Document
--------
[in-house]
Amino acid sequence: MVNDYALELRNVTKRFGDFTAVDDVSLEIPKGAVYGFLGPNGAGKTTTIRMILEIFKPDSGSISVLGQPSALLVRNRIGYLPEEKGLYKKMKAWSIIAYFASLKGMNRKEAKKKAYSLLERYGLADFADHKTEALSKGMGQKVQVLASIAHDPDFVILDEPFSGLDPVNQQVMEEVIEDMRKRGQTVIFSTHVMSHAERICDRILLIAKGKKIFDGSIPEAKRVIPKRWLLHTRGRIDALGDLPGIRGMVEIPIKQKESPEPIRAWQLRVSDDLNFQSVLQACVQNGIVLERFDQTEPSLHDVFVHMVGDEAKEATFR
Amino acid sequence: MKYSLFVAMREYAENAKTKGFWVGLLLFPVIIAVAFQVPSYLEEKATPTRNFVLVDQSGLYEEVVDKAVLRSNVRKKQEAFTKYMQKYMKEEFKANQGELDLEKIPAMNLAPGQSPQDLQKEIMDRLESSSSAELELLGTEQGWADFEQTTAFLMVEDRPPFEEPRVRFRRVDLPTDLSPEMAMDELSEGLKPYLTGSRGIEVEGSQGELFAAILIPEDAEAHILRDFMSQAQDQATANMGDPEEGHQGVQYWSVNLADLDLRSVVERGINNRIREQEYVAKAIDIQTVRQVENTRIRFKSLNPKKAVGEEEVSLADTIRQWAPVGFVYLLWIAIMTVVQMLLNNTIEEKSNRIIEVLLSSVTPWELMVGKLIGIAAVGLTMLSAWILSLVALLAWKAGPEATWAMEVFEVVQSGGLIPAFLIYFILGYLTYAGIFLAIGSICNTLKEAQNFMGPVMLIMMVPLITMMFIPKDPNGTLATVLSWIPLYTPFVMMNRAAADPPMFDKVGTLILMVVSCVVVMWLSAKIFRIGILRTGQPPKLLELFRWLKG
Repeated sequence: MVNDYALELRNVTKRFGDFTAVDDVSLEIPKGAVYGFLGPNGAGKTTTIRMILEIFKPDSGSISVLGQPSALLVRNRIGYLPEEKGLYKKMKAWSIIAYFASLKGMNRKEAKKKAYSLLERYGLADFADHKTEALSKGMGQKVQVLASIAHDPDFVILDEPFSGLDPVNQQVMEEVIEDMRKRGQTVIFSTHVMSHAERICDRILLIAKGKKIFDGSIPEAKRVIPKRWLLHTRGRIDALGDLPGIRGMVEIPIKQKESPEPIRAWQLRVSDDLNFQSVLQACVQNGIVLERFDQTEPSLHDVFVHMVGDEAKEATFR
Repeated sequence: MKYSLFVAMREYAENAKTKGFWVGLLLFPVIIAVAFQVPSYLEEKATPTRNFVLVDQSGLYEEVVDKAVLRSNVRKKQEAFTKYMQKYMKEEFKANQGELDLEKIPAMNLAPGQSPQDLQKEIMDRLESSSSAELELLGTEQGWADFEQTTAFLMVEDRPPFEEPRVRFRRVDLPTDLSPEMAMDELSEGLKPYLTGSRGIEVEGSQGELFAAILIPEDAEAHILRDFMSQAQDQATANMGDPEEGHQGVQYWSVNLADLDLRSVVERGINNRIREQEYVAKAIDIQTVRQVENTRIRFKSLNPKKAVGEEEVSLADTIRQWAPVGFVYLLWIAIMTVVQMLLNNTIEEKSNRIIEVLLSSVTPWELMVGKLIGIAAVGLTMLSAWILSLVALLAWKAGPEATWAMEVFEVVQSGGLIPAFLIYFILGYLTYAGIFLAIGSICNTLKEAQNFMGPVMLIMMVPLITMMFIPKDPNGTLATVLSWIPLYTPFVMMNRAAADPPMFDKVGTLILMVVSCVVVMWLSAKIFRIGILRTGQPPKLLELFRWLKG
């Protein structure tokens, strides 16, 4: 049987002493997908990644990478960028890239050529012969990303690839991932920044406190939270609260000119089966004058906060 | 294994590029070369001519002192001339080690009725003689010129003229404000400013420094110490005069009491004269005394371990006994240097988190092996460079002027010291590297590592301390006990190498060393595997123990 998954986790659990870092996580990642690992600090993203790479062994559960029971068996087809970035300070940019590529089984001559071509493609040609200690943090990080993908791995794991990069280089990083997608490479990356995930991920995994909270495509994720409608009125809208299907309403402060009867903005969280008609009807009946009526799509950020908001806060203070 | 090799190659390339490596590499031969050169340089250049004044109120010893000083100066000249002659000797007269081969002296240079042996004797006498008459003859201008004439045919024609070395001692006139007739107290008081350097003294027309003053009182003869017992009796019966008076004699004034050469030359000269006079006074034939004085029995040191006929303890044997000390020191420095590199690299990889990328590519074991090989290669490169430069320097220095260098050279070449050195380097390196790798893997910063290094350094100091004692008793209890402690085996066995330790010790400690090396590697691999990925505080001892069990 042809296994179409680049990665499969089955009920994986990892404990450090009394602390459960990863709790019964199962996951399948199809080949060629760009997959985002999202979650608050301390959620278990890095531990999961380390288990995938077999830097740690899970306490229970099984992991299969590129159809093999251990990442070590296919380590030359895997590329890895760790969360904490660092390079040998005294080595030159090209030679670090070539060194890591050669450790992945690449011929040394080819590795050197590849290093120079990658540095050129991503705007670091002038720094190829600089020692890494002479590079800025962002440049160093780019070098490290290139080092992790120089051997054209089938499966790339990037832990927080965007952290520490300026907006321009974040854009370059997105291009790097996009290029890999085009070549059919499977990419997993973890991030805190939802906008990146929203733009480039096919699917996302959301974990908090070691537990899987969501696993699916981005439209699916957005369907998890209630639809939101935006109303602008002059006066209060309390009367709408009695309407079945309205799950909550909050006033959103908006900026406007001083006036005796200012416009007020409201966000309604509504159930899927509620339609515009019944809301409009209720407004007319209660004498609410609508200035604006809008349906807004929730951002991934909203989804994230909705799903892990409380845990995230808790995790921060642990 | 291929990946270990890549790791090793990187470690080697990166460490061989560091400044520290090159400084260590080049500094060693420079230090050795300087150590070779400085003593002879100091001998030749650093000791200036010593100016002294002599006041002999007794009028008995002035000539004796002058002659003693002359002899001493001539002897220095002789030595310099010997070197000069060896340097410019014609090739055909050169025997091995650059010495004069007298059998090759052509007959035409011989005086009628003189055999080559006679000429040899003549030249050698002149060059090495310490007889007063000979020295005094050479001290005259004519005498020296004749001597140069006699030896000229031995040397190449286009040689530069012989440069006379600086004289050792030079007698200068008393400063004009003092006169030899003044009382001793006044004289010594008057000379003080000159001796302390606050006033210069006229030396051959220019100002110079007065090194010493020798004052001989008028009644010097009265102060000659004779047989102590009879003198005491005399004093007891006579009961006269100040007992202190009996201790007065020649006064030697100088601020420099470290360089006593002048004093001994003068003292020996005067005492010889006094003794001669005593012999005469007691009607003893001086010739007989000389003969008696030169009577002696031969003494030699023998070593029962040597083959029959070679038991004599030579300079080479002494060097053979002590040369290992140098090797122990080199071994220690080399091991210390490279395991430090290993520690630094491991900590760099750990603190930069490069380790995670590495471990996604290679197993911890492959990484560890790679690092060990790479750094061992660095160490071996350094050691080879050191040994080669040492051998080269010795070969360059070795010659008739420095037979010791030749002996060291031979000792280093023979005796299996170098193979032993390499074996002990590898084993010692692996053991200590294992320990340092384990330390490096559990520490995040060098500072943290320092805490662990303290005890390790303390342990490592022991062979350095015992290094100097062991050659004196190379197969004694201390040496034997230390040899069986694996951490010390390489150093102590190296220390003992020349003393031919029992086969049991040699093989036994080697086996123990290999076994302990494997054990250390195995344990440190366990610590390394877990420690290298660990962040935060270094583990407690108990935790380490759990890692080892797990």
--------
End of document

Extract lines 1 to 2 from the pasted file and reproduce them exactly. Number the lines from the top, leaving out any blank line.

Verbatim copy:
[in-house]
Amino acid sequence: MVNDYALELRNVTKRFGDFTAVDDVSLEIPKGAVYGFLGPNGAGKTTTIRMILEIFKPDSGSISVLGQPSALLVRNRIGYLPEEKGLYKKMKAWSIIAYFASLKGMNRKEAKKKAYSLLERYGLADFADHKTEALSKGMGQKVQVLASIAHDPDFVILDEPFSGLDPVNQQVMEEVIEDMRKRGQTVIFSTHVMSHAERICDRILLIAKGKKIFDGSIPEAKRVIPKRWLLHTRGRIDALGDLPGIRGMVEIPIKQKESPEPIRAWQLRVSDDLNFQSVLQACVQNGIVLERFDQTEPSLHDVFVHMVGDEAKEATFR